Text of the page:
Thus, in 2019, CLCT generating an 'operating margin' of 19.8% which is a pretty good margin for any business. In the simplest of terms, for every $1 in revenues that CLCT generates, if we account for all costs before taxes, they are earning 20 cents.
Some important notes are that operating Income improved in 2019, due to generating higher average service fees, some of which was from higher pricing and some due to leverage that the company gets from getting more cards to grade. Ultimately CLCT is more profitable with an increase in card submissions.
Important to again note that card grading demand has been robust -- card grading revenues were up 25% in 2019 and 17% in 2018. They have a record backlog while continuing to add grading capacity while at the same time not experiencing any slowdown in service.
The Competitive Landscape
With cards, there are only two other major competitors – SGC and Beckett (BGS and BVG). PSA is the clear leader in the grading space, and I don’t see either of the other two companies encroaching on PSA’s territory soon.
I think there is certainly room for the three companies to co-exist with one another, but I would also expect PSA to retain its market lead over time, barring any unforeseen circumstances.
PCCG competes with Numismatic Guaranty (NGC), Independent Coin Grading (ICG), and ANACS in coins. As with cards, PCCG is in a leading market position along with NGC. Thus, I would say that they have a fairly wide moat in both coins and card grading.
It would be challenging if a major competitor wanted to take significant market share from PCCG and PSA. However, given some of the concerns from collectors in regard to grading companies, I do think there is a level of risk in the fact that any internal wrongdoing could obviously lead to some severe mistrust of third-party graders, leading to an opening for more competitive opportunities.
Ultimately, I also believe that all of the grading companies are missing out on investing in newer forms of grading technologies that would help alleviate the issues we’ve seen in regard to trimming and inconsistency with grading.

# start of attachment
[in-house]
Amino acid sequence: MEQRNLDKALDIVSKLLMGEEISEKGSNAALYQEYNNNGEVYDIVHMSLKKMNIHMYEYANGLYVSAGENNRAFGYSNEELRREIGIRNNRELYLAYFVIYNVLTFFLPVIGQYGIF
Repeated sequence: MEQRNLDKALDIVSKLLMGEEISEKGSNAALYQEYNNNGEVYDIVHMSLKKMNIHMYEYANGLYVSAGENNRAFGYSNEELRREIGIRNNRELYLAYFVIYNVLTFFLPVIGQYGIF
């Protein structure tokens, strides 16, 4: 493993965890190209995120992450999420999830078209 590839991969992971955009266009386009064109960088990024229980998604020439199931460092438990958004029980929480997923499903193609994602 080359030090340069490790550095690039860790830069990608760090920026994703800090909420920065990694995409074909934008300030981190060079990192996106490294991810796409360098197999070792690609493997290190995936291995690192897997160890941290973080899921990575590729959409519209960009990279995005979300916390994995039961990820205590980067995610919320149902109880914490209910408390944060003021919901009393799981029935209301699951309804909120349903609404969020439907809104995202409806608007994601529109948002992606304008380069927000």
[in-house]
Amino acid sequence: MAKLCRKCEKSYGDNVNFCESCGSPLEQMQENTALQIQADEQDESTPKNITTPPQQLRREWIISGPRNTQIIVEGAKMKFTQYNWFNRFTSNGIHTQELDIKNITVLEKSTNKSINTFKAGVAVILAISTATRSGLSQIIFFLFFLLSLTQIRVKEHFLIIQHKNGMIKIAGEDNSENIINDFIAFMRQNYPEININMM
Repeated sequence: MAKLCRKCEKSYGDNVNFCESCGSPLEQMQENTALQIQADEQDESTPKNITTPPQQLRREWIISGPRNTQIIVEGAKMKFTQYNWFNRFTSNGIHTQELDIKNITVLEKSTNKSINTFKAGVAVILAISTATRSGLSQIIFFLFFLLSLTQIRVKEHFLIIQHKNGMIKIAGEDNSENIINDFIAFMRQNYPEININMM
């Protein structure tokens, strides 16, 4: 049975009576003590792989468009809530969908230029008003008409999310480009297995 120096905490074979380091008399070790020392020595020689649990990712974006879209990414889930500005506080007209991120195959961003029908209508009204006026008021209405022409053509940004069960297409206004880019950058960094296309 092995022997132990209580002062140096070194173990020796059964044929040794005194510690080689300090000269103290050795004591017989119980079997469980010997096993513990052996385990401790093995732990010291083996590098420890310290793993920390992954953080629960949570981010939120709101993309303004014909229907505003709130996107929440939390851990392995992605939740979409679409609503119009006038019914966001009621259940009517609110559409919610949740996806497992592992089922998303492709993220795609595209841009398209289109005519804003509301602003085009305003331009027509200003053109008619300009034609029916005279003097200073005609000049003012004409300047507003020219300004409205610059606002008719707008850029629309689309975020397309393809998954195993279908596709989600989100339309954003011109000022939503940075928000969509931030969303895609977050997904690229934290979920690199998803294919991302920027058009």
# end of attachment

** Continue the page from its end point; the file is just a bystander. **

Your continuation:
How Do They Grow From Here?
PSA claims in investor materials that it believes that ‘less than 10% of vintage coins and less than 10% of vintage trading cards have been authenticated and graded by independent providers of authentication and grading services’.
Also, they believe that they have graded less than 10% of the potential market for autographs in the US’.
I’m not sure how they calculate this, but if it includes all the available population of all vintage cards (which I suspect it may), then the numbers would be far off the mark.
The reason is that it might include some common cards selling for, say, $5-$10. No one will get those graded when the average cost to grade a card is over $17.
I do think that vintage grading still likely has some decent runway–I know that there are still plenty of ungraded cards out there, but ultimately, there does become a point when grading in vintage has probably reached its peak.
Maybe not there yet, but I think that maybe ten years out, it might finally reach a point where there is limited growth in the grading of vintage cards.
The good thing is that collectors are spending money to get new cards graded, often searching for that perfect 10 Gem Mint card pulled directly from a pack. As long as collectors remain interested in card collecting as a whole, the grading for new cards should remain robust.
" Turning to PSA, the division keeps growing as renewed interest in modern card collecting has been driving our submission volumes to new levels. As much of a contributor as Pokémon has been to PSA, it hasn't been the main driver of the business. That driver is the market for PSA-graded modern sports cards. This rejuvenated segment of the market is more robust that at any point in our Company's history as younger generations of collectors are becoming more active. In fact, around 80% of our approximately 1 million count backlog are of the modern variety at PSA and the vast majority of that 80% are sports cards. This is extremely encouraging not only for PSA but for the industry at large."